Discover the 31 colleges of Cambridge University
Cambridge is world famous. However it would almost certainly not be so were it not for the presence of the esteemed University of Cambridge within the limits of the city.
The relationship between the university itself and the colleges can seem confusing at first and we will go on to explain it in more detail. For now, we’ll just state that the university is made-up of 31 individual colleges, the fame of some of these arguably eclipsing that of the university itself. Located all over the city but for the most part concentrated within the medieval city centre and the area along the banks of the river Cam, the Cambridge colleges are as much of an attraction for visitors to the city as they are for academics and potential students.
Cambridge University is made up of 31 individual colleges
Cambridge city is the administrative centre of the county of Cambridgeshire in England, although it started from far more humble origins, starting life as a settlement in the 9th century, when the Viking conquerors of Denmark entered Eastern England. The original founders burned their home in the 11th century; later the Normans and Saxons settled here and left behind their castles and churches, the latter of which are still to be seen in this ancient city (eg The Round Church, pictured below). The first educational building was built c. 1200 AD and was known as the School of Pythagoras (pictured above).
The first seeds of what we now know as Cambridge University began in 1209 with the help of and under the guidance of some 3000 scholars and academics of Oxford University (often referred to half-jokingly as ‘the other place’).
…the city lost more than a third of its population to the Black Death…
Cambridge history becomes ever more interesting through the centuries – in the middle of the 14th century the city lost more than a third of its population to the Black Death aka the bubonic plague. Fortunately, the population and the city revived and bounced back. The early part of the 15th century saw a number of colleges founded in Cambridge and a wool industry also came into being. The sixteenth century saw the emergence of the Cambridge University Press, which published its first book in 1584.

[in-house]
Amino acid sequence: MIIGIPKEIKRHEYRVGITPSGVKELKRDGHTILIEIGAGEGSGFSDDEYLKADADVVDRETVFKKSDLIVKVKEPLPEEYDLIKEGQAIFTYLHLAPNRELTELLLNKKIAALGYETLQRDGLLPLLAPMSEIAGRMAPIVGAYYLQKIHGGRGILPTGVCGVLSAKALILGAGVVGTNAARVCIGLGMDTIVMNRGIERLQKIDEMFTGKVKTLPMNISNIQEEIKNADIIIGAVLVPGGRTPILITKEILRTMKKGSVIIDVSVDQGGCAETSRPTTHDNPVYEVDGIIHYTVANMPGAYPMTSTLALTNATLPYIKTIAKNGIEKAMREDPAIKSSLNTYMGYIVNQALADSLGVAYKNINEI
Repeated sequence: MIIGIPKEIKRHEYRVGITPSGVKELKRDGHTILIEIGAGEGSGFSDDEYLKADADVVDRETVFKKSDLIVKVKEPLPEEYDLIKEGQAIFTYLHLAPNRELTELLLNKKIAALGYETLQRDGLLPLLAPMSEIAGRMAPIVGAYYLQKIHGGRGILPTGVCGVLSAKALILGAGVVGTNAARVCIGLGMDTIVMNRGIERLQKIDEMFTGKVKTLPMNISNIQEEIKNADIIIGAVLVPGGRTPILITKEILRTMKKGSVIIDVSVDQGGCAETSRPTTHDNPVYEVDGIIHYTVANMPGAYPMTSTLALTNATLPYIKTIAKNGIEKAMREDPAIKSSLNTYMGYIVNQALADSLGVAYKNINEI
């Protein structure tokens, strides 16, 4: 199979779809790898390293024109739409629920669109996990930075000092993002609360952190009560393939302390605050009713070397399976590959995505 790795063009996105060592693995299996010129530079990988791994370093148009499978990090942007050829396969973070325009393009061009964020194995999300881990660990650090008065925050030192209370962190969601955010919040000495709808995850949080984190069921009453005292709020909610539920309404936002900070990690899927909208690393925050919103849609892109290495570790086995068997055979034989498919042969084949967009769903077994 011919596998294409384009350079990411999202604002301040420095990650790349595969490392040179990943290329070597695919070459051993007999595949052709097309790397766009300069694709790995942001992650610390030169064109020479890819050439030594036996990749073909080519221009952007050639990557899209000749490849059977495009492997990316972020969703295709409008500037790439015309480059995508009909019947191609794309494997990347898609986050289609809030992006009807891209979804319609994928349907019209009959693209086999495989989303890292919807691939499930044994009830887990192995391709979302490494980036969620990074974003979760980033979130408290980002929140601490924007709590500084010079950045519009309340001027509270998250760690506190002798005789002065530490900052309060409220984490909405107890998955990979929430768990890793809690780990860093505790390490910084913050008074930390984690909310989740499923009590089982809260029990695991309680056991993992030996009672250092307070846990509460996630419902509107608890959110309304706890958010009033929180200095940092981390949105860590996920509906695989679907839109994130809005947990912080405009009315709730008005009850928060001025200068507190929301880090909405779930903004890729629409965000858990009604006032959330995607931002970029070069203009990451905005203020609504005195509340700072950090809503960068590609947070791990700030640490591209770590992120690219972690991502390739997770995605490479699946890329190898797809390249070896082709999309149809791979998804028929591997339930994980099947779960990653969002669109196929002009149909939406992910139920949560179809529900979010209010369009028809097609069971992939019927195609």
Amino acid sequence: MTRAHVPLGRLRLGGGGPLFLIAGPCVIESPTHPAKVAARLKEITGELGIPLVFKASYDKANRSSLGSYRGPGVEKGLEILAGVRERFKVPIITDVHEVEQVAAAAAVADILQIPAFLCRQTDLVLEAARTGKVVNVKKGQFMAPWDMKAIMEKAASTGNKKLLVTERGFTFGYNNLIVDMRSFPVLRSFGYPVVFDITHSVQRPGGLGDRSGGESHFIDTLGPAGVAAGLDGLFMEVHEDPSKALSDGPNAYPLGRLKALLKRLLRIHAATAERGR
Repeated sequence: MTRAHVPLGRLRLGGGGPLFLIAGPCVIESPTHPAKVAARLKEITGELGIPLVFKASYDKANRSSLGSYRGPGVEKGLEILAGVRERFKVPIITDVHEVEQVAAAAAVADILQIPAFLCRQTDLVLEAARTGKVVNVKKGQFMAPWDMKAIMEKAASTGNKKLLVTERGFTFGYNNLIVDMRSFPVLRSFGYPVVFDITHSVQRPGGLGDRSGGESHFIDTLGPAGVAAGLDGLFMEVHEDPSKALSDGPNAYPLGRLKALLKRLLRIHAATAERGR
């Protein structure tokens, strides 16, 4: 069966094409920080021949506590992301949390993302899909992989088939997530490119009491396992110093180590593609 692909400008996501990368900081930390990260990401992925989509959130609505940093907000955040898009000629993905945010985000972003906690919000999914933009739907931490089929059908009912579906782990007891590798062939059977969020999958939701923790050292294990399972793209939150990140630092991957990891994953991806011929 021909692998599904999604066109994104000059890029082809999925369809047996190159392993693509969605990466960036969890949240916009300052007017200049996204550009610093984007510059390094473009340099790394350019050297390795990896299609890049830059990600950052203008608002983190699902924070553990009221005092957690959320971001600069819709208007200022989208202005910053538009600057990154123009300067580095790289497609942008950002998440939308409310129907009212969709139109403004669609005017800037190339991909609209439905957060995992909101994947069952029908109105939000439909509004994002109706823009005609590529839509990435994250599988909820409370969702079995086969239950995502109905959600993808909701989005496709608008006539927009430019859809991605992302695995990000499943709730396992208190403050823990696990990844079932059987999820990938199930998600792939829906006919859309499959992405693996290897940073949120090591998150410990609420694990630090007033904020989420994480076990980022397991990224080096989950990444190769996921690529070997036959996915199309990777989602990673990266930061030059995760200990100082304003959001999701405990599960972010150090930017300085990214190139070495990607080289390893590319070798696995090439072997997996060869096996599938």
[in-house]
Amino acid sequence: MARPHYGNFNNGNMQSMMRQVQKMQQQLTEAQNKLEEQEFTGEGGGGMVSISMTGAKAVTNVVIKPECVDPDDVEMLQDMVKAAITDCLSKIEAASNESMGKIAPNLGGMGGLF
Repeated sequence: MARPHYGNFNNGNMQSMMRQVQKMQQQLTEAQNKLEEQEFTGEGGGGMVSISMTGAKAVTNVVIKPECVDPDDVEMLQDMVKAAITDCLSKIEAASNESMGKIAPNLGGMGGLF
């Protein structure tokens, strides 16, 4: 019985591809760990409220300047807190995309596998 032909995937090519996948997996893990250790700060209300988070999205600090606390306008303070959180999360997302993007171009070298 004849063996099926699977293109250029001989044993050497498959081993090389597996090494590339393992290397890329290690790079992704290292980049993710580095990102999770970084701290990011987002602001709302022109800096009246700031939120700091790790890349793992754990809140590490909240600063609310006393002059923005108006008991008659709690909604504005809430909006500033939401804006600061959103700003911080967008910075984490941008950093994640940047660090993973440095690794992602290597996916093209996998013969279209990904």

No visit to Cambridge university, would be complete without experiencing some of the constituent colleges. Perhaps the most famous and well known of the colleges being King’s College, Trinity College, Queen’s College (check out the Mathematical Bridge and Old Hall) all three of the former can be seen by taking a punt trip along the river Cam, and Corpus Christi College. The latter has the oldest courtyard in the entire university, dating back to the 1350s.
Other locations of interest include The Backs (the entirety of which can only really be seen from the river), the university Museum of Zoology (contains some specimens collected by Darwin himself), and the Museum of classical Archaeology.
Not everyone may be gifted enough to study in Cambridge, but that does not make it impossible to immerse oneself in the atmosphere of this glorious institution and the city that surrounds it, and perhaps draw some inspiration from it.
The relationship between the Colleges and the University
The relationship between the colleges and the university itself can be somewhat confusing. According to the Cambridge University website, the colleges are where the students live and socialise, and also have teaching sessions in small groups (called supervisions). Each of the Cambridge colleges is an institution in its own right with its own budget, but teaching is shared between the colleges and the university. Actual degrees are awarded by the university rather than the colleges. For a more detailed explanation, please refer to this wikipedia article on the subject.